THE GROWING field of space law, which represents a multi-billion dollar industry, is the focus of an upcoming seminar to be hosted by the Lawyers Reform Association (LRA) in Sydney next week.
Australian lawyers must be mindful of the increased use of space for military, telecommunications, research and government applications of late, said vice president of the LRA and chair of the seminar, Michael Antrum.
“This is going to be a huge area for lawyers in the not too distant future. It used to be something that was pretty geeky, that you could have fun with. But now it is a serious area of law that more lawyers should be turning their attention to,” Antrum said.
Steven Freeland, associate professor of international law at the University of Western Sydney, believes the fact that space impacts so expansively on our lives is reason enough for lawyers to be taking an interest in space law.
“When you think what you do in a day … you wouldn’t be able to do a lot of those things without the use of space technology, and because there’s so much money involved … there have to be lawyers involved [as well],” Freeland said.
Due to speak at the LRA seminar, Freeland considers commercial, scientific and military advances in space will leave reform to international space law lagging.
“Like other areas where the technology is progressing at a rapid rate, the law struggles to keep up with the broad range of activities now being undertaken in space, let alone other activities that will be developed in the future,” he said.
Fundamental international law principles — such as an obligation to engage in peaceful activities, care for the environment, and a restriction on individual countries appropriating space — have become outdated, according to Freeland. “To be honest, those principals don’t cover, in any detailed way, lots of things that are going on in space.”
What currently exists is an undeveloped system of law that allows the major space nations of the world to do as they please. “In a sense, it’s in the interest of the space-faring nations not to have law, so they can essentially do things in an unrestricted way,” Freeland said.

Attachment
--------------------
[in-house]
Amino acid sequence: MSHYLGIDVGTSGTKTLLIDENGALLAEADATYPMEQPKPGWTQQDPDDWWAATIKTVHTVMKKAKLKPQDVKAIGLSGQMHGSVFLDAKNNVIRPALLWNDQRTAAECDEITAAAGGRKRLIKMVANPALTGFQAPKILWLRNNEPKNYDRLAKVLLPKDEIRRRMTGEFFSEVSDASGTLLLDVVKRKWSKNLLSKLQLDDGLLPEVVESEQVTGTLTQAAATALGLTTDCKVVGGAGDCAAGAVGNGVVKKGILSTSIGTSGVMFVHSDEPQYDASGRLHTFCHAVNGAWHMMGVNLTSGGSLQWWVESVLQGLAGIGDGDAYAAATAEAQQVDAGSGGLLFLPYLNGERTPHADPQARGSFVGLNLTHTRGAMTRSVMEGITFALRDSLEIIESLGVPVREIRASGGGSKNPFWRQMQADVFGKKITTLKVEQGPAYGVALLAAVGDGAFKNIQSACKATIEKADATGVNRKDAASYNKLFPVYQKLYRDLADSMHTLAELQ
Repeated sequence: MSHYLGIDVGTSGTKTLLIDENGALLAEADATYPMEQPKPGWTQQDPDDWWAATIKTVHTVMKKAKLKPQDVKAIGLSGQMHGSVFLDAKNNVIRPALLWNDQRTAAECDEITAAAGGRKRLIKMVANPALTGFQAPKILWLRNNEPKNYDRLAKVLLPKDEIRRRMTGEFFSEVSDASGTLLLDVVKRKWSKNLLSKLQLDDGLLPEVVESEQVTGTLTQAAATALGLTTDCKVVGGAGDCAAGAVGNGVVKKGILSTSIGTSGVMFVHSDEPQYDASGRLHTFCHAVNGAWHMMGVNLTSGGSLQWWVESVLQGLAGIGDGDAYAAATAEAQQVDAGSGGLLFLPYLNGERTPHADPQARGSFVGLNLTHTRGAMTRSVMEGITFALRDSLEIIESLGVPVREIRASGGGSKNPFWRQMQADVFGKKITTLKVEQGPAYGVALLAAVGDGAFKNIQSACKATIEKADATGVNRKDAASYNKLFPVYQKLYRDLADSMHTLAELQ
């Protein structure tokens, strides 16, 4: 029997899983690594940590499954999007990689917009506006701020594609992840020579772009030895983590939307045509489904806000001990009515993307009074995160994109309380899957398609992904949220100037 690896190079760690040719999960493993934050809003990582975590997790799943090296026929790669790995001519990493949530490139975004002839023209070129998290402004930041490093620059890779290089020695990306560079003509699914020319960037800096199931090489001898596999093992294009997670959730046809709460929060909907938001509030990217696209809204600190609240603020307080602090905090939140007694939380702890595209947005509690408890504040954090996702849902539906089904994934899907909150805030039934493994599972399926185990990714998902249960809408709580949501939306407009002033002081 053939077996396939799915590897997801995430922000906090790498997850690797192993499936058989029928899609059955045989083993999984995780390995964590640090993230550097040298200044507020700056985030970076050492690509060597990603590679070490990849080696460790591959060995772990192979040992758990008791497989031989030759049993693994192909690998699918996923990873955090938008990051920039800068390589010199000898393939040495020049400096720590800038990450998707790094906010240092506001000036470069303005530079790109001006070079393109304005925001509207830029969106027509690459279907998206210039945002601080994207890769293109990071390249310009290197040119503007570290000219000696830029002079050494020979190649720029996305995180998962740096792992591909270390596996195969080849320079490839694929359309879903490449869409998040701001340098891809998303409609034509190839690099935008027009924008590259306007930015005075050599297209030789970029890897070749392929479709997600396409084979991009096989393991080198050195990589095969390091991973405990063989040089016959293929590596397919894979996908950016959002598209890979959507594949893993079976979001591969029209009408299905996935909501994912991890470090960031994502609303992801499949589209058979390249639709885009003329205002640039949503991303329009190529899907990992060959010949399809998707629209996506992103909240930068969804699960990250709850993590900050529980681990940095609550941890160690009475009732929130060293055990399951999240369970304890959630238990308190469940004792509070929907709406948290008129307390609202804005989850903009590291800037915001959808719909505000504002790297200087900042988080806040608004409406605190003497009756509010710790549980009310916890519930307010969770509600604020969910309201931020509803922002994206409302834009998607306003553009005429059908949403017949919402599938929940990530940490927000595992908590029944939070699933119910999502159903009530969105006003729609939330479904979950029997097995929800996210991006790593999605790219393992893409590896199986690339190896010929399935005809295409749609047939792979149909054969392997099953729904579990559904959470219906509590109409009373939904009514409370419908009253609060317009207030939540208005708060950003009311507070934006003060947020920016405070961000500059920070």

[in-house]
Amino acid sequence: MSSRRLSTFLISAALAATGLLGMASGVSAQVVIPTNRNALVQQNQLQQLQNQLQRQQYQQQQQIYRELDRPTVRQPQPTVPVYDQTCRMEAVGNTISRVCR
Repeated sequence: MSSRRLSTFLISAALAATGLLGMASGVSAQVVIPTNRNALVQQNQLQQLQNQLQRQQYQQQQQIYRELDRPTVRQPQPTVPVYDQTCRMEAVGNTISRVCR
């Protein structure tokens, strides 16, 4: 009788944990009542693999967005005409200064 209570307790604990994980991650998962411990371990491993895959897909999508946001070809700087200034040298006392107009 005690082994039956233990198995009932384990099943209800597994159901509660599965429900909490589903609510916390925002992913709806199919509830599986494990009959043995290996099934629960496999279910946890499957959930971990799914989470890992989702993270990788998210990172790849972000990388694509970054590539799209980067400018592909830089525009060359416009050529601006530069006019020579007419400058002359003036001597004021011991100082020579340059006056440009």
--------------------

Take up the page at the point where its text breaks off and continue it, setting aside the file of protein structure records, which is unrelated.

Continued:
Where this is most evident is in the area of military technology. Freeland said the antiquated international moratorium on the use of space for military gain has now been abandoned in favour of one of ‘weaponisation’.
“Space is, unfortunately, being used as an important part of the military strategic forces of major powers,” he said, explaining that space technology applies to everything from GPS tracking, to ‘smart bombs’ to spying capabilities. Even the much maligned ‘Star Wars’ US Strategic Defense Initiative is still a real possibility. “The US has made it quite clear that that certainly isn’t off the drawing board,” Antrum said.
“The question is, one: whether it is effective, and two: from my perspective, whether it’s legal,” Freeland said.
Every year the UN Security Council and the General Assembly pass resolutions calling for states to ensure there is no arms race in space, Freeland said, “but behind the scenes, there’s no doubt that space is now an incredibly important strategic frontier for military activities”.
Donna Lawler, corporate counsel for Optus Satellite, will discuss the many commercial considerations affecting companies that are engaged in space-related activities, which Antrum expects should be a chief concern for the legal community. But according to Freeland, Australian lawyers will need to broaden their focus to international matters of a greater complexity.
“As this becomes increasingly cooperative from an international view point … on a country to country level, and corporate to corporate, lawyers will need to understand a much broader range of issues than just, [say], Australian broadcasting law,” Freeland said.
One such issue involves the ferocity with which major powers protect their technology. “The United States and Russia are extremely nervous about any of their technology falling into the hands of other countries,” Freeland said, citing Russia’s deal to develop a launch facility on Christmas Island under a joint venture with Australia, which forbids any Australian from having access to the technology involved.
Space tourism will be another industry that will require legal regulation. “Really the law is nowhere near ready to deal with it,” Antrum said. With Sir Richard Branson developing a fleet of “spaceliners” and civilians having paid for flights on former soviet aircraft since 2001, it seems the arrival of a fully-fledged space tourism industry is only a matter of time.
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